Microsoft plans to reduce its workforce by as many as 18,000 employees -- or about 14% -- the software giant said Thursday.
Microsoft CEO Satya Nadella -- who telegraphed the move in an email last week -- said most of the cuts will be felt within its recently acquired Nokia phone business.
“Nokia Devices and
Services is expected to account for about 12,500 jobs, comprising both professional and factory workers,” Nadella explained in a letter published on Thursday.
At Microsoft, sales, marketing and engineering departments will be negatively impacted, although details remain scarce. The reductions are expected to result in a pretax charge of $1.1 billion to $1.6 billion, according to the company.
Nadella, who said most of the restructuring will occur over the next six months, noted that Microsoft will also be adding roles in certain “strategic areas.”
Since stepping in for Steve Ballmer earlier this year, Nadella has stressed the importance of accountability and strategic agility in countering Microsoft’s highly corporate culture.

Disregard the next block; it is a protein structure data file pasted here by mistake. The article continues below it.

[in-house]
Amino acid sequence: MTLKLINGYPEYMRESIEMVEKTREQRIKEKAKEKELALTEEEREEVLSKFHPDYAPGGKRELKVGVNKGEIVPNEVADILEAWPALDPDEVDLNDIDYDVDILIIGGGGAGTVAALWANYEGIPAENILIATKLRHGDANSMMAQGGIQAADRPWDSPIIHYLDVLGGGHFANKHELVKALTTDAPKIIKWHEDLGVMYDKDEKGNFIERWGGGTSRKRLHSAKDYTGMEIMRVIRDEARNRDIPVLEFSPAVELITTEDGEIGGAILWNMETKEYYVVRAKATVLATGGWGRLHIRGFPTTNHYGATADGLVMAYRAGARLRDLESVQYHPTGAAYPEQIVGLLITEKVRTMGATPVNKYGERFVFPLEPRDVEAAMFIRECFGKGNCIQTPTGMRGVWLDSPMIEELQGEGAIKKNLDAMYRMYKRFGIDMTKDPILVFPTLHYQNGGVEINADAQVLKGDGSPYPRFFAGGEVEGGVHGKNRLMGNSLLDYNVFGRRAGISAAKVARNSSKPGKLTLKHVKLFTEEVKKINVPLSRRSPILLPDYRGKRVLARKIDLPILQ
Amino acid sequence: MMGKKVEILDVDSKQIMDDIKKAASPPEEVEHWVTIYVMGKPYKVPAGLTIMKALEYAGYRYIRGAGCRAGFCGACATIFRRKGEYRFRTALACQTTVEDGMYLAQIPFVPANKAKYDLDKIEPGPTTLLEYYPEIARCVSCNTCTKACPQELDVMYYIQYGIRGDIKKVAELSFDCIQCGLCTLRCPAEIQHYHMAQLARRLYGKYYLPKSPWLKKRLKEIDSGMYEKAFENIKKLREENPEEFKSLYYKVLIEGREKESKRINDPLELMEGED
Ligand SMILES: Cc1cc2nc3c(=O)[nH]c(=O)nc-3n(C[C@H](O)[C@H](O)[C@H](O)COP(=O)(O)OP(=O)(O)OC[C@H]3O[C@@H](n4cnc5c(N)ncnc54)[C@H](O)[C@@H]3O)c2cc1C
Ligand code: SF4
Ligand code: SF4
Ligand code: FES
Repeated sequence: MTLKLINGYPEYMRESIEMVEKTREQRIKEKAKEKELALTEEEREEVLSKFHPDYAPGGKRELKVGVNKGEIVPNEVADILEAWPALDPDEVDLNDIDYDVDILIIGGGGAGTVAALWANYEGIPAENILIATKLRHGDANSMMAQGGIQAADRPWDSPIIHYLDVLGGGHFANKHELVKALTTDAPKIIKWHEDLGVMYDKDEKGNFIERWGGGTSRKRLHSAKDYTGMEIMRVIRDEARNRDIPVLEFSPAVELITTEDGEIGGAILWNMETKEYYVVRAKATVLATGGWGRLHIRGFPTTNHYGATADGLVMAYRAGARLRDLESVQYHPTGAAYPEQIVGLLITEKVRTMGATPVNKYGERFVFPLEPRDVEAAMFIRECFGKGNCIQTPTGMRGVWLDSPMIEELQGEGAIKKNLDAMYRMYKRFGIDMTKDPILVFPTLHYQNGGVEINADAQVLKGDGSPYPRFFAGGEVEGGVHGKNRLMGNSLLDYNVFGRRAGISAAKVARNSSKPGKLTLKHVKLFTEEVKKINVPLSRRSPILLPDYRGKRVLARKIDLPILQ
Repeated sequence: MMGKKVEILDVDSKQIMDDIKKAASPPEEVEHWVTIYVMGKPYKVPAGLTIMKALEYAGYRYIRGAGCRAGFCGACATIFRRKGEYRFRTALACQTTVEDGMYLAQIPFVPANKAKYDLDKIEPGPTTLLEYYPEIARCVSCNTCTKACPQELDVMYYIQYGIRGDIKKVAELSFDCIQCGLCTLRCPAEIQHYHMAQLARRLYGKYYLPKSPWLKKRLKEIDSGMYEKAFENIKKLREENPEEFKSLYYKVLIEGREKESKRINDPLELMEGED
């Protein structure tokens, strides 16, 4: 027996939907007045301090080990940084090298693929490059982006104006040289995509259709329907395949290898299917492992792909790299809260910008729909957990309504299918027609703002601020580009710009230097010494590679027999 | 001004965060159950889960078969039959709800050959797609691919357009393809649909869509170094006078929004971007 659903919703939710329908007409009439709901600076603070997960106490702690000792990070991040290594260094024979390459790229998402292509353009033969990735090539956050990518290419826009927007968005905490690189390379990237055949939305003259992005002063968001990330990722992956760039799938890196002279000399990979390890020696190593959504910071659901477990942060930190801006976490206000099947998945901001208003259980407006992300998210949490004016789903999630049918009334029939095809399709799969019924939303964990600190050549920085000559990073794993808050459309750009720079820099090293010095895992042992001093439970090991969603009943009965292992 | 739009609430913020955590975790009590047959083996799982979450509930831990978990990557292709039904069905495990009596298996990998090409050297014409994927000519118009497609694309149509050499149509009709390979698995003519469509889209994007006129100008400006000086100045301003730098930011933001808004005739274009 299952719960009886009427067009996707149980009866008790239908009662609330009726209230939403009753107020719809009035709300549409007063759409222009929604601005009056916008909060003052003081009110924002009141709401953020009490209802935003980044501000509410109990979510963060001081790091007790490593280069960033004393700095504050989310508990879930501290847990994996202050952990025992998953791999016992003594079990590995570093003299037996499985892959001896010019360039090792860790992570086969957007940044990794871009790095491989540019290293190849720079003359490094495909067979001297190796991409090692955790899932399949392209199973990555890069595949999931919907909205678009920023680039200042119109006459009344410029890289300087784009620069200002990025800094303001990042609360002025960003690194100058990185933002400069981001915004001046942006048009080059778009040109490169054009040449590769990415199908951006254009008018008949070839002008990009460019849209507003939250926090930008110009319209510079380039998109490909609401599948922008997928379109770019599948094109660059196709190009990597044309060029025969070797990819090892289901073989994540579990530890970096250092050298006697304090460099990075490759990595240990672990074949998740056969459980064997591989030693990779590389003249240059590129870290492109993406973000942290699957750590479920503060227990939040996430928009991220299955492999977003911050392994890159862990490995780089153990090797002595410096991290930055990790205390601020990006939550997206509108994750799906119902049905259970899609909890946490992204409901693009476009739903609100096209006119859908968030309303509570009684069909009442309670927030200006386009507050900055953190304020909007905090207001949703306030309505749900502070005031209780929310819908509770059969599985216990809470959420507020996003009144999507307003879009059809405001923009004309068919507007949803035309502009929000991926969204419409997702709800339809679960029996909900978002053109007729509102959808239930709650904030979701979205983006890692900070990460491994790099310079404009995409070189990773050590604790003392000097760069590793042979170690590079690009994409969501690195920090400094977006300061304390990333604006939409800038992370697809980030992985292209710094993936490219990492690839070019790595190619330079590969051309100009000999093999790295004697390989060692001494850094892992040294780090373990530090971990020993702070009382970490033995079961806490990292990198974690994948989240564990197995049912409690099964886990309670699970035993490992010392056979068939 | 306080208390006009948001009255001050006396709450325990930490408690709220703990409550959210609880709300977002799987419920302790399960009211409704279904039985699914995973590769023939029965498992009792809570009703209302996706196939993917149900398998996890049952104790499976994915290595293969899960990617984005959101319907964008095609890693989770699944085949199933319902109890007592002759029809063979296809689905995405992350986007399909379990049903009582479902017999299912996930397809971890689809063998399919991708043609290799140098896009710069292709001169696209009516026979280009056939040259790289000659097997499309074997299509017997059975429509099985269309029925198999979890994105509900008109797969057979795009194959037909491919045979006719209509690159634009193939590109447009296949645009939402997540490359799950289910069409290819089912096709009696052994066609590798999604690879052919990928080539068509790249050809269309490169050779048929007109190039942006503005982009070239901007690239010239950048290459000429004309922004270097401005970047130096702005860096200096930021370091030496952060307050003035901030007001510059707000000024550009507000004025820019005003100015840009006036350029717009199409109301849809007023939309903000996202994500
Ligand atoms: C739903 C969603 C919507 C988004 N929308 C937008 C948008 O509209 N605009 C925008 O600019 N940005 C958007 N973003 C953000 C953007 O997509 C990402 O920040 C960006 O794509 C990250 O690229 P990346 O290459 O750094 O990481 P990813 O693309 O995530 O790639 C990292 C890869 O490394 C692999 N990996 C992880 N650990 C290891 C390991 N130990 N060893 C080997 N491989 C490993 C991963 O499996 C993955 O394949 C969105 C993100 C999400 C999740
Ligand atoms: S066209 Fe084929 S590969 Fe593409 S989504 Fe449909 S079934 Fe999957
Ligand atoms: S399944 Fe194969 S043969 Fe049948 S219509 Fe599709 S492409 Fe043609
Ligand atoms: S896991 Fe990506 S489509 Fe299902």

Running with those themes, Nadella said this week: “We plan to have fewer layers of management, both top down and sideways, to accelerate the flow of information and decision making.”
“This includes flattening organizations and increasing the span of control of people managers,” Nadella explained. “In addition, our business processes and support models will be more lean and efficient with greater trust between teams.
In the near term, Nadella’s greatest challenge will likely be integrating Nokia’s Devices and Services teams into Microsoft. The new leader previously promised to turn the Nokia deal into some $600 million in annual savings. To do so, he plans to realign the business’s first-party phone portfolio, among other measures.
“To win in the higher price tiers, we will focus on breakthrough innovation that expresses and enlivens Microsoft’s digital work and digital life experiences,” Nadella said on Thursday. “In addition, we plan to shift select Nokia X product designs to become Lumia products running Windows.”